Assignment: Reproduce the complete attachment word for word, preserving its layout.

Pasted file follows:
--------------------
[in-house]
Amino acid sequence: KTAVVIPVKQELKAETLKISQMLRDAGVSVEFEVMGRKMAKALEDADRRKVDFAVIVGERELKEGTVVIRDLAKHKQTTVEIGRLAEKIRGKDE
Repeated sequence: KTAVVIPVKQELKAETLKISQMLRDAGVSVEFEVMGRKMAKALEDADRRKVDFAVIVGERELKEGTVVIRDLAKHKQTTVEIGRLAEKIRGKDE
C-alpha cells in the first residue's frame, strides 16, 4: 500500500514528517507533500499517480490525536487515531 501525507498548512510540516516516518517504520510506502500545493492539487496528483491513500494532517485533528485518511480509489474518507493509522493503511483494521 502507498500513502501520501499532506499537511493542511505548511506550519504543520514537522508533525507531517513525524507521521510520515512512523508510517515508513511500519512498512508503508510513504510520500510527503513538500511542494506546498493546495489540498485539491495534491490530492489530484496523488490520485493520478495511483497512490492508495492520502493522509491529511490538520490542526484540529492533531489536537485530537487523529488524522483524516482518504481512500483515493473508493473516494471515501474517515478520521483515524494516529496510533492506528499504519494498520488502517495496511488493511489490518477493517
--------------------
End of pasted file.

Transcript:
[in-house]
Amino acid sequence: KTAVVIPVKQELKAETLKISQMLRDAGVSVEFEVMGRKMAKALEDADRRKVDFAVIVGERELKEGTVVIRDLAKHKQTTVEIGRLAEKIRGKDE
Repeated sequence: KTAVVIPVKQELKAETLKISQMLRDAGVSVEFEVMGRKMAKALEDADRRKVDFAVIVGERELKEGTVVIRDLAKHKQTTVEIGRLAEKIRGKDE
C-alpha cells in the first residue's frame, strides 16, 4: 500500500514528517507533500499517480490525536487515531 501525507498548512510540516516516518517504520510506502500545493492539487496528483491513500494532517485533528485518511480509489474518507493509522493503511483494521 502507498500513502501520501499532506499537511493542511505548511506550519504543520514537522508533525507531517513525524507521521510520515512512523508510517515508513511500519512498512508503508510513504510520500510527503513538500511542494506546498493546495489540498485539491495534491490530492489530484496523488490520485493520478495511483497512490492508495492520502493522509491529511490538520490542526484540529492533531489536537485530537487523529488524522483524516482518504481512500483515493473508493473516494471515501474517515478520521483515524494516529496510533492506528499504519494498520488502517495496511488493511489490518477493517